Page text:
Turkey’s Authoritarian Legacy
It’s tempting to blame the country’s recent slide into repression on President Recep Tayyip Erdoğan’s thirst for personal power. But did the ruling Islamist party ever really abandon the country’s long tradition of state authoritarianism?
For years, explaining Turkey’s democratic travails seemed an easy task. There was the persistence of an authoritarian tradition, whose source was identified as Kemalism—the secularist-nationalist founding ideology of the Turkish republic—and which the military embodied. According to the conventional narrative on Turkey, with which anyone who has only casually followed international politics during the last decades will be familiar, the Turkish military had a mission—to “protect secularism”—which explained, so we were taught, its habit of overthrowing governments. All that was needed for Turkish democracy to flourish was the emergence of a force strong enough to end the tutelage of the military.
Engulfed in the Gulf: Erdoğan and the Qatar Crisis
The Gulf crisis over Qatar is once again catapulting Turkey into the politics of the Middle East, for which it is woefully unprepared. After a brief attempt at neutrality, Ankara […]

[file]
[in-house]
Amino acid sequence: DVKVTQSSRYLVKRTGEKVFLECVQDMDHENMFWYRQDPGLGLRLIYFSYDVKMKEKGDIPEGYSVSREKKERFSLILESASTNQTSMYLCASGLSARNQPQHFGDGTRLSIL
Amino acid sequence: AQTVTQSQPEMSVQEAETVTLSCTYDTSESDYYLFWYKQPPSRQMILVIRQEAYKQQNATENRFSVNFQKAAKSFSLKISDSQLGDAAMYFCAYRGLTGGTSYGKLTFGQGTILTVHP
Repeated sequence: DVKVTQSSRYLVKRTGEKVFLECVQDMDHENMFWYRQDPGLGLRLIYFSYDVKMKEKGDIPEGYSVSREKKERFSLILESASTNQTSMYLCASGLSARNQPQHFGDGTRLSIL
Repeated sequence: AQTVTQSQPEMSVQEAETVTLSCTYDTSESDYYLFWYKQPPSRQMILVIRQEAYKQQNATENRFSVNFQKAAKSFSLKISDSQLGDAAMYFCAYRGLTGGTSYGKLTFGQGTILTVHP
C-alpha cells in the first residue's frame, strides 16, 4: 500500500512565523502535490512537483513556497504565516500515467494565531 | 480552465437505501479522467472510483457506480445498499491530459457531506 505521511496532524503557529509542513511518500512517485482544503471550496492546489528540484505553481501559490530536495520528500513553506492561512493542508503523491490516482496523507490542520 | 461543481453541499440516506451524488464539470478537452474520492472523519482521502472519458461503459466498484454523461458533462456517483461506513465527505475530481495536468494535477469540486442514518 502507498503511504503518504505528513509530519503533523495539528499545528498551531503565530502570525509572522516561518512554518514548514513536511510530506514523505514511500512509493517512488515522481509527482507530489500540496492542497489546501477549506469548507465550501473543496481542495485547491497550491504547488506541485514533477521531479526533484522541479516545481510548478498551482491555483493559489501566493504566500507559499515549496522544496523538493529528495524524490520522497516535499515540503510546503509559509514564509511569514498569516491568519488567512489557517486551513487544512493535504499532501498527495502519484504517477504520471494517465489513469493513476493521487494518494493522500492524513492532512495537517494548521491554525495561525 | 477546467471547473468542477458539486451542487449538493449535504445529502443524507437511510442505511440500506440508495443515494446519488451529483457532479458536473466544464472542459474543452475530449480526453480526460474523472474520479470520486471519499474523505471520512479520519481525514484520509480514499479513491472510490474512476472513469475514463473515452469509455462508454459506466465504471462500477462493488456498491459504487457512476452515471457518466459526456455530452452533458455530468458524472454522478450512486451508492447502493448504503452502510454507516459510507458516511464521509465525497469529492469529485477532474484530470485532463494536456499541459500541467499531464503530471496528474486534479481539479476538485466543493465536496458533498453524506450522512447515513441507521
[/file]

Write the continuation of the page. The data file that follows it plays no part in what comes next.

Walking for Justice: The Path Forward for Turkey’s Opposition
With his call for justice, which is a concept and a call that resonates among vast swathes of the population, CHP leader Kemal Kılıçdaroğlu has positioned himself as the tribune […]
EU och det nya Turkiet
Den 16 april 2017 kommer att gå till historien som ett symboliskt datum för Turkiet och dess relation till Europa. Med ja-sidans seger i folkomröstningen stod det klart att landet […]
Turkey’s Constitutional Referendum and Erdogan’s Faded Democratic Credentials
The Turkish constitutional referendum of April 16, 2017 dealt yet another blow to President Tayyip Erdoğan’s already faltering claim to democratic legitimacy. Not only did both the referendum and campaign […]
Turkey & Qatar’s Support for Extremist Groups
For a long time both Qatar and Turkey have been U.S. partners in name, but provide material support to extremist groups at the same time.
Turkey and Russia: Aggrieved Nativism par excellence
Turkey and Russia have recently both turned to an aggrieved nativism that delegitimizes democratic opposition. This nativism is nationalist, anti-elitist, protectionist, revanchist/irredentist, xenophobic and “macho”. Despite three decades of post-Cold […]